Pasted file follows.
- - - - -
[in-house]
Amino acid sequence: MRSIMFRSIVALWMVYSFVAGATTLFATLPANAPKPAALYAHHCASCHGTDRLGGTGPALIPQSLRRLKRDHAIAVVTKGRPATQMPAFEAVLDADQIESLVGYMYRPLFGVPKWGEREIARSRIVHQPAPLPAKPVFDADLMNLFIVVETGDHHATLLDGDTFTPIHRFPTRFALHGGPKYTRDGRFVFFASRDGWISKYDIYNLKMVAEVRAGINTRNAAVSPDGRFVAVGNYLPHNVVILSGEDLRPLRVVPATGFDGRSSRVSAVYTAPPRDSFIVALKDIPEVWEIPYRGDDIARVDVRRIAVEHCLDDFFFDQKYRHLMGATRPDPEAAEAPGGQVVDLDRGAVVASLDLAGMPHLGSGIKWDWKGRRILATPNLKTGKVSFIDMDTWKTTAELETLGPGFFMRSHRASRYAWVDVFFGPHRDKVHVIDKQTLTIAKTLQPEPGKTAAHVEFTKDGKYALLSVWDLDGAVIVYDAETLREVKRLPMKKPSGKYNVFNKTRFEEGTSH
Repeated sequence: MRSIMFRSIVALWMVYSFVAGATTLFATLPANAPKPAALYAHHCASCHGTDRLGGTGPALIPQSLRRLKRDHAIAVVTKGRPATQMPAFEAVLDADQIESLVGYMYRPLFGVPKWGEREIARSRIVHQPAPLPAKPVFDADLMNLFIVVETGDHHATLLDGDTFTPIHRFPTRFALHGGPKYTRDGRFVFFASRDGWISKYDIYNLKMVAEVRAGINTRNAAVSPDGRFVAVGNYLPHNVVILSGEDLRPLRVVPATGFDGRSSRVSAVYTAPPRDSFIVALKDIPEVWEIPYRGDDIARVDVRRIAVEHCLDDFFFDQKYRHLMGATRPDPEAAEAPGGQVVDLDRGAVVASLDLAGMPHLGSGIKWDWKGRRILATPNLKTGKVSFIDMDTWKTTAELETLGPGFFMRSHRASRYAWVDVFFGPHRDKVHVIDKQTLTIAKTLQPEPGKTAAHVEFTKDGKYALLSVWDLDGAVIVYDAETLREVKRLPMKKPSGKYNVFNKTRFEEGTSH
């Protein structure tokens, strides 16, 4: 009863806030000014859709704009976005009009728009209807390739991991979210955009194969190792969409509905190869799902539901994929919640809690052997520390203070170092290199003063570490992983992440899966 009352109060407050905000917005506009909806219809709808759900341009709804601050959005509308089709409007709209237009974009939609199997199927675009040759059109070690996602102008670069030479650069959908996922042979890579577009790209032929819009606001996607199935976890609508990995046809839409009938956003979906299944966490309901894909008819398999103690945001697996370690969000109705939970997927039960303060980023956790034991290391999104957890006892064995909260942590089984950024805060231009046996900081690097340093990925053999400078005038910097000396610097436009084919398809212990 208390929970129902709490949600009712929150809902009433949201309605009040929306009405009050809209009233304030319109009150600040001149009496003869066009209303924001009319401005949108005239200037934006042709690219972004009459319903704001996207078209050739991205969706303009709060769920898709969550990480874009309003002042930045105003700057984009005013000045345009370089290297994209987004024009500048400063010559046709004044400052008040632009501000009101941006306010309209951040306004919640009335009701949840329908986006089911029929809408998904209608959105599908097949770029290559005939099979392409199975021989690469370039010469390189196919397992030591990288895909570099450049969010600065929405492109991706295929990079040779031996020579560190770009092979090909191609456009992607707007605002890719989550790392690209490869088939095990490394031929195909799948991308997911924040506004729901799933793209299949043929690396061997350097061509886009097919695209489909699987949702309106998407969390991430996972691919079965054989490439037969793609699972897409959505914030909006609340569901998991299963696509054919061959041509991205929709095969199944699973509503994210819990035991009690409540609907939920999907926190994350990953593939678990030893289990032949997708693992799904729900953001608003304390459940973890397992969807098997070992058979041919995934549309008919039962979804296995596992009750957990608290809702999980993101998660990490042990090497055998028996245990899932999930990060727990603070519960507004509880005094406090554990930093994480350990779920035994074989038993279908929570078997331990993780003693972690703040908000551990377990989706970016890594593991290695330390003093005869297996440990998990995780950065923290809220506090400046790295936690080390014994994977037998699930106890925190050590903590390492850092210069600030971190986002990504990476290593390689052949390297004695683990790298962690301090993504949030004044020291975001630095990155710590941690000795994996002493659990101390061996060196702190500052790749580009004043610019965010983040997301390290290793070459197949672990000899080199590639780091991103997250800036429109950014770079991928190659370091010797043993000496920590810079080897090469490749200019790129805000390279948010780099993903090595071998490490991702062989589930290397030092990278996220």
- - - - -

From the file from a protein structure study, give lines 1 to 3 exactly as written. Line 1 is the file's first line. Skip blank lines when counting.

[in-house]
Amino acid sequence: MRSIMFRSIVALWMVYSFVAGATTLFATLPANAPKPAALYAHHCASCHGTDRLGGTGPALIPQSLRRLKRDHAIAVVTKGRPATQMPAFEAVLDADQIESLVGYMYRPLFGVPKWGEREIARSRIVHQPAPLPAKPVFDADLMNLFIVVETGDHHATLLDGDTFTPIHRFPTRFALHGGPKYTRDGRFVFFASRDGWISKYDIYNLKMVAEVRAGINTRNAAVSPDGRFVAVGNYLPHNVVILSGEDLRPLRVVPATGFDGRSSRVSAVYTAPPRDSFIVALKDIPEVWEIPYRGDDIARVDVRRIAVEHCLDDFFFDQKYRHLMGATRPDPEAAEAPGGQVVDLDRGAVVASLDLAGMPHLGSGIKWDWKGRRILATPNLKTGKVSFIDMDTWKTTAELETLGPGFFMRSHRASRYAWVDVFFGPHRDKVHVIDKQTLTIAKTLQPEPGKTAAHVEFTKDGKYALLSVWDLDGAVIVYDAETLREVKRLPMKKPSGKYNVFNKTRFEEGTSH
Repeated sequence: MRSIMFRSIVALWMVYSFVAGATTLFATLPANAPKPAALYAHHCASCHGTDRLGGTGPALIPQSLRRLKRDHAIAVVTKGRPATQMPAFEAVLDADQIESLVGYMYRPLFGVPKWGEREIARSRIVHQPAPLPAKPVFDADLMNLFIVVETGDHHATLLDGDTFTPIHRFPTRFALHGGPKYTRDGRFVFFASRDGWISKYDIYNLKMVAEVRAGINTRNAAVSPDGRFVAVGNYLPHNVVILSGEDLRPLRVVPATGFDGRSSRVSAVYTAPPRDSFIVALKDIPEVWEIPYRGDDIARVDVRRIAVEHCLDDFFFDQKYRHLMGATRPDPEAAEAPGGQVVDLDRGAVVASLDLAGMPHLGSGIKWDWKGRRILATPNLKTGKVSFIDMDTWKTTAELETLGPGFFMRSHRASRYAWVDVFFGPHRDKVHVIDKQTLTIAKTLQPEPGKTAAHVEFTKDGKYALLSVWDLDGAVIVYDAETLREVKRLPMKKPSGKYNVFNKTRFEEGTSH